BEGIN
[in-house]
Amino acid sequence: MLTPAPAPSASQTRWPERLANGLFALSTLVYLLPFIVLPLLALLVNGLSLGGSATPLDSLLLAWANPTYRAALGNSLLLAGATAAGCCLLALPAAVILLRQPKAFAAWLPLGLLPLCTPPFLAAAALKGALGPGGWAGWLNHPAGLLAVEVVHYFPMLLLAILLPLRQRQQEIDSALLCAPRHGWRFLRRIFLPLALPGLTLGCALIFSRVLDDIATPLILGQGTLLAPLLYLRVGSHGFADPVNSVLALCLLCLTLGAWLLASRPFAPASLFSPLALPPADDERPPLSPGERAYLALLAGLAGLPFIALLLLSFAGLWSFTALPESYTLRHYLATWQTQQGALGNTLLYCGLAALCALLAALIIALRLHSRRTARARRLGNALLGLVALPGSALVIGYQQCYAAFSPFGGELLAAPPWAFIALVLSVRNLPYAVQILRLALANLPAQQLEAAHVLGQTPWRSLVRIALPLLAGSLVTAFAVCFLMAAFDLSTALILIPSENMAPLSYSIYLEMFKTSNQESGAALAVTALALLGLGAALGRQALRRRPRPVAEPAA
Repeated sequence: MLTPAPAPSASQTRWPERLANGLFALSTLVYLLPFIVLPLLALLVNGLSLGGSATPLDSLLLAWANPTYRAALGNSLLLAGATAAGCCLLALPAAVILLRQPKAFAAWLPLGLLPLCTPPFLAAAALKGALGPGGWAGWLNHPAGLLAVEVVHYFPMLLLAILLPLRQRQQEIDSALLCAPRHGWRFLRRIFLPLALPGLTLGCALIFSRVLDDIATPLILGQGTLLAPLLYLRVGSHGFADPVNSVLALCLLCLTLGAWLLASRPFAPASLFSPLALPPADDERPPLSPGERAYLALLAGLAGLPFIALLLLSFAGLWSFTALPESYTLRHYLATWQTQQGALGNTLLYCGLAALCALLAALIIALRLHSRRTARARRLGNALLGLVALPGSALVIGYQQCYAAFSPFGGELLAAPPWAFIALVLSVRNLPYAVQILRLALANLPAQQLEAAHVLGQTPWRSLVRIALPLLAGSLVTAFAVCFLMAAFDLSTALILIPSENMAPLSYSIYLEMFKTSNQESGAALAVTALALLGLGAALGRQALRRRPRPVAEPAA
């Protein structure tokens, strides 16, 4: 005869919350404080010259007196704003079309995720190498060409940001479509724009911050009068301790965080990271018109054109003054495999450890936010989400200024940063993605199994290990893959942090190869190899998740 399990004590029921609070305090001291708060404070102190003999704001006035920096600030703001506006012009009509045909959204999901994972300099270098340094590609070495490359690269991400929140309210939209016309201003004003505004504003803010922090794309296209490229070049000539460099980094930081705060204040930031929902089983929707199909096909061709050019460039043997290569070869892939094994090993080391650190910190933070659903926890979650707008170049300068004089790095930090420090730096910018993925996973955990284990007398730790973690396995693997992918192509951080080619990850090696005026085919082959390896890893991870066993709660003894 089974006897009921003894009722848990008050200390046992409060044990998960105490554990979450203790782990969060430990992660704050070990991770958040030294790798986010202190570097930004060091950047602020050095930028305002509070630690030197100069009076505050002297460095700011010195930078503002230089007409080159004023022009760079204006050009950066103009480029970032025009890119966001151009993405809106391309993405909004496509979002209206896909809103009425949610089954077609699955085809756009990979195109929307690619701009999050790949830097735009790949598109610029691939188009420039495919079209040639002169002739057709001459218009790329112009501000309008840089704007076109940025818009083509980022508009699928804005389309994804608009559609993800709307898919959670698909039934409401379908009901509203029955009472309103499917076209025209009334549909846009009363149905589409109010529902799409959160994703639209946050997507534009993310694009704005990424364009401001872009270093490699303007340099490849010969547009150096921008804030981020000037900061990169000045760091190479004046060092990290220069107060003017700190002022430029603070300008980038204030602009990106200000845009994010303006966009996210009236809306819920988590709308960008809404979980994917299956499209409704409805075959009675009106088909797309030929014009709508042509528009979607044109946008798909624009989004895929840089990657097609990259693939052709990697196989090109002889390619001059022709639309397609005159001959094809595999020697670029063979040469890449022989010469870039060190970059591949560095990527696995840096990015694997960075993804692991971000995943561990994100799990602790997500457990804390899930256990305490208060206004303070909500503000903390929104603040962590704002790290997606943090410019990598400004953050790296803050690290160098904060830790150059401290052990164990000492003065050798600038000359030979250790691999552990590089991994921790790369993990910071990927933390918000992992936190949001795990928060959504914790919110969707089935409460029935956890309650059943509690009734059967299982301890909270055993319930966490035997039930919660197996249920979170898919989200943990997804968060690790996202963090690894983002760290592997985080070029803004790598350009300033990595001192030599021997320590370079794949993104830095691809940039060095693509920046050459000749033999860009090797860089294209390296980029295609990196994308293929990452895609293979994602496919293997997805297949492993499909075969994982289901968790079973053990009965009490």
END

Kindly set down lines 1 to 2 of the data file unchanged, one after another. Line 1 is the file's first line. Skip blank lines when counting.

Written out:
[in-house]
Amino acid sequence: MLTPAPAPSASQTRWPERLANGLFALSTLVYLLPFIVLPLLALLVNGLSLGGSATPLDSLLLAWANPTYRAALGNSLLLAGATAAGCCLLALPAAVILLRQPKAFAAWLPLGLLPLCTPPFLAAAALKGALGPGGWAGWLNHPAGLLAVEVVHYFPMLLLAILLPLRQRQQEIDSALLCAPRHGWRFLRRIFLPLALPGLTLGCALIFSRVLDDIATPLILGQGTLLAPLLYLRVGSHGFADPVNSVLALCLLCLTLGAWLLASRPFAPASLFSPLALPPADDERPPLSPGERAYLALLAGLAGLPFIALLLLSFAGLWSFTALPESYTLRHYLATWQTQQGALGNTLLYCGLAALCALLAALIIALRLHSRRTARARRLGNALLGLVALPGSALVIGYQQCYAAFSPFGGELLAAPPWAFIALVLSVRNLPYAVQILRLALANLPAQQLEAAHVLGQTPWRSLVRIALPLLAGSLVTAFAVCFLMAAFDLSTALILIPSENMAPLSYSIYLEMFKTSNQESGAALAVTALALLGLGAALGRQALRRRPRPVAEPAA